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JHA & Liquor Licensing Law Views

JHA & Liquor Licensing Law Views


JHA views on the proposed Draft Liquor Licensing (Jersey) Law 201- (P.103/2017)

1. We don’t believe the Licensing Authority is diverse enough. With seven States Members, it will be too politically motivated. We want to see more diversity on the panel, including police officers, health professionals and JHA members representing the industry.

2. There is no definition of categories, which is a fundamental part of reform because the current system is complex, out of date and acts as a barrier to investment. We suggest a simple ‘on-licence’ and ‘off-licence’ system, as exists in the UK.

3. We want a simple system which doesn’t oblige applicants to hire lawyers to represent them. The application process should be more ‘user-friendly’ and consultative, involving the parish and licensing police. We recommend a court-free application approval process followed by a 12-month period of observation. If the applicant reneged on their obligations, that would be the time for court.

4. We recommend that all licensed managers must hold a licence and go through a formal certification process in order to gain this licence. We recommend that during times of absence, a licensed manager can pass responsibility through a digital system to another employee with a valid licence. This would remove unnecessary paperwork for the parishes and update responsible manager information instantly. This certification process could replace the current licensed manager process of going to court. It would give confidence to the licensing police that the people responsible were trained and educated in the business and should a manager violate the laws, points could be put on this licence like a driving licence or removed entirely. The JHA would support and possibly deliver the formal training classes for these licences. We believe that anyone who holds the responsibility of a licensed venue’s associated manager should have formal certification and responsible alcohol sales training.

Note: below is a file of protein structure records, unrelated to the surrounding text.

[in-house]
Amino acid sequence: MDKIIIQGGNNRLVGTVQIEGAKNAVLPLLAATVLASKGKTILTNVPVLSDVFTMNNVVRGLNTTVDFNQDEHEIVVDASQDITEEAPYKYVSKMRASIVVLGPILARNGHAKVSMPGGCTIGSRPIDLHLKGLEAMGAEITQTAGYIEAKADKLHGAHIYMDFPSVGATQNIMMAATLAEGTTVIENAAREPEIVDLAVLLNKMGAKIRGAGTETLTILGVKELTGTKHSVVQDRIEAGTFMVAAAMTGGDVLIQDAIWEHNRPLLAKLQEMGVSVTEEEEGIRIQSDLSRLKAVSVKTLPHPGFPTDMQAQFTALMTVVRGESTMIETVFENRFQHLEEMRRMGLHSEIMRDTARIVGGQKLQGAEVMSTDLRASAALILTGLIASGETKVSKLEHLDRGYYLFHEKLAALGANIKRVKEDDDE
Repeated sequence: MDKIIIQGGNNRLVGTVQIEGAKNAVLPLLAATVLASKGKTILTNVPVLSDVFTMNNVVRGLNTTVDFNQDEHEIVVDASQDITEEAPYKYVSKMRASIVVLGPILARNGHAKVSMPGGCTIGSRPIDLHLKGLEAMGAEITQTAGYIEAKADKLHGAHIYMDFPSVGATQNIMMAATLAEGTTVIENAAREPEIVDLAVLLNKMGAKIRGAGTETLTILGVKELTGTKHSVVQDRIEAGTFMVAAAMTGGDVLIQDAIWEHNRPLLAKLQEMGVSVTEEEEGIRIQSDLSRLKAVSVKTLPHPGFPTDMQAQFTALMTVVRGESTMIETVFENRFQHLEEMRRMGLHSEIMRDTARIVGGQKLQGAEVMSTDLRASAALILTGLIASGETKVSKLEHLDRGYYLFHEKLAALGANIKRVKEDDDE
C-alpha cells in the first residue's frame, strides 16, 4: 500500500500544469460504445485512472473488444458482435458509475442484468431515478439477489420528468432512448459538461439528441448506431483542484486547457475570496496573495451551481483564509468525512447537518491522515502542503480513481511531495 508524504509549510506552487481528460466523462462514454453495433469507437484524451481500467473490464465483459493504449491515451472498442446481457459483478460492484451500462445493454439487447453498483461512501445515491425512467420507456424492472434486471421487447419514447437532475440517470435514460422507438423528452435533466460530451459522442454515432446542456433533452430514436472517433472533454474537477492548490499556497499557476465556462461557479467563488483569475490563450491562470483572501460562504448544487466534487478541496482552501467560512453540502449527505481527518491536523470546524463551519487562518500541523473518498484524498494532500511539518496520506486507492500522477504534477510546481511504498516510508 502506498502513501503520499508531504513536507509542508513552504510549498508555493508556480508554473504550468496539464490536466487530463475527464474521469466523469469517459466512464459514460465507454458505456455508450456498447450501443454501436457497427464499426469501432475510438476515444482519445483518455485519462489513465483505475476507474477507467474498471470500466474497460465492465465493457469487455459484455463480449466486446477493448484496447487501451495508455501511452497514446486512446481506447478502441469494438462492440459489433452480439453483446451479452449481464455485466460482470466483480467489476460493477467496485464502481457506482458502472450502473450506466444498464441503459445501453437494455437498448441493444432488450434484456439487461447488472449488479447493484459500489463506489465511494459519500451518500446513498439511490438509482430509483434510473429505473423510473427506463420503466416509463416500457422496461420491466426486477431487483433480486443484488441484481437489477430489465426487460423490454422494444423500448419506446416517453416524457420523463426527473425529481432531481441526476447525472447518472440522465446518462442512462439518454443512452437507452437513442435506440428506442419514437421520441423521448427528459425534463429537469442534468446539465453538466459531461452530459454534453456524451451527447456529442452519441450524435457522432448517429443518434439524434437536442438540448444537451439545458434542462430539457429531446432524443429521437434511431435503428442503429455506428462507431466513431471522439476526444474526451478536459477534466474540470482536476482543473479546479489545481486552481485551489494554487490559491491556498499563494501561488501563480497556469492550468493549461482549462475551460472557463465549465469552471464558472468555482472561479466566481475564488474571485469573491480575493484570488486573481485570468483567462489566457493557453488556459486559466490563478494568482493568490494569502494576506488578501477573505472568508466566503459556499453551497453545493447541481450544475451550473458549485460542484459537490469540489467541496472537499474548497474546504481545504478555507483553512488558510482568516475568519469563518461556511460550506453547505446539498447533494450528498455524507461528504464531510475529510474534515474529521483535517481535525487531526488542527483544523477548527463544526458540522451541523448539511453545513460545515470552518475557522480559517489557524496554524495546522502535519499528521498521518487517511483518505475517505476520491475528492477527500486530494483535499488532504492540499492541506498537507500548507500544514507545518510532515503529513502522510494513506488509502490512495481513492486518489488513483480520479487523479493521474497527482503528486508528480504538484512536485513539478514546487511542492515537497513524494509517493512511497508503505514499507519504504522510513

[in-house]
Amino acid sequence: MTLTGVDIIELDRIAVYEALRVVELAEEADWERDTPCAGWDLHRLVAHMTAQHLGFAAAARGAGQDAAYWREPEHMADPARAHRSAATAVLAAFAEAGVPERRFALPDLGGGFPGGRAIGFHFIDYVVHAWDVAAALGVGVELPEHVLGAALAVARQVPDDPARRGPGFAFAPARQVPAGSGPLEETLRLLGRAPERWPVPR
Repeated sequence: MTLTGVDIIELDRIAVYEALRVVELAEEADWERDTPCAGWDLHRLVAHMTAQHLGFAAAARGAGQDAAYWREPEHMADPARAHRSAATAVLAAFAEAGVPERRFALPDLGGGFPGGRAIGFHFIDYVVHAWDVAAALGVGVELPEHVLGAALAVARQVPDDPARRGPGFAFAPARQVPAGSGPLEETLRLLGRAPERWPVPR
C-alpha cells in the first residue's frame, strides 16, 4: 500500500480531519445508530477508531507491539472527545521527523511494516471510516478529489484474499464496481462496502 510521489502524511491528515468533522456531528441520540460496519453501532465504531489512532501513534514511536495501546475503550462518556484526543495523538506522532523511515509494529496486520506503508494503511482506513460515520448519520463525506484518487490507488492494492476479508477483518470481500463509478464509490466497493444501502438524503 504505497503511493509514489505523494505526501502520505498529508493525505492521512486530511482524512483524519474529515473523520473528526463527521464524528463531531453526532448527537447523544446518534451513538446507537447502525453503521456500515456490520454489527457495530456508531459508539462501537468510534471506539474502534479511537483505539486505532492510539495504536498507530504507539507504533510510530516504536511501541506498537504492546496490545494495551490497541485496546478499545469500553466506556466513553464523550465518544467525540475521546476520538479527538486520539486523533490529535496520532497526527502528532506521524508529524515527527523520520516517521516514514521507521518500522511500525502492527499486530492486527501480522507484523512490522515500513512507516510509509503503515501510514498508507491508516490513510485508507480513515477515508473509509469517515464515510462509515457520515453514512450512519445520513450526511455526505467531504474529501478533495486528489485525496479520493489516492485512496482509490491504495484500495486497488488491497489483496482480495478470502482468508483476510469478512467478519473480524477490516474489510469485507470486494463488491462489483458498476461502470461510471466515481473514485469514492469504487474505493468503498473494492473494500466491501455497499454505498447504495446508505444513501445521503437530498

4. We support the removal of the Jurats from the licensing process, not least because they could also judge on a licensee in a criminal case.

5. We support greater consultation at the parish level.

6. We believe the proposed law failed to adequately simplify what has become a very complicated process. Currently, the process could involve the Bailiff’s Chambers, Trading Standards, the Licensing Bench, parishes, the police, HSSD, Customs, Fire, Planning, and
Treasury. We appreciate that different agencies have to be involved but the process must be more user-friendly. We support the digitisation of the licensing process, including licence renewal (which could be done automatically if the terms of the licence have not changed) and policing. In 2018, we think the police should have a digital record of an establishment’s licences, rather than having to inspect what is printed over the door and displayed on the wall. We believe this is compatible with aims of the States’ eGov project.

7. We would like to see clarity on the annual entertainment permit (P.49), which is issued by the Bailiff’s Chambers and not covered in P.54. There is also the need for a licence under the Places of Refreshment (Jersey) Law 1967, which is administered by Trading Standards. Again, this is not covered by P.54. There needs to be a much simpler system in place.

8. The JHA is concerned at the lack of detail about fees. How will our members be charged? We want equality between the off-trade and the on-trade. How is it fair that an off-trade licensee like Waitrose can offer special offers on alcohol but an on-trade licensee cannot? The current disparity encourages ‘pre-loading’ and drinking at home. The JHA supports a vibrant and well-policed night-time economy.

9. There is no mention of training in P.54. The JHA supports certified training for licensed owners and managers (including stand-in managers) and is keen to work with the States to implement it.

10. We support the increased frequency of licence application hearings

11. We believe that the Licencing Police should have more formal decision-making powers over a licence application; rather than an advisory role.

12. The law fails to address the disparity between fees. Why, for instance, does a hotel pay more for an alcohol licence than a nightclub, when the latter sells far more drinks?

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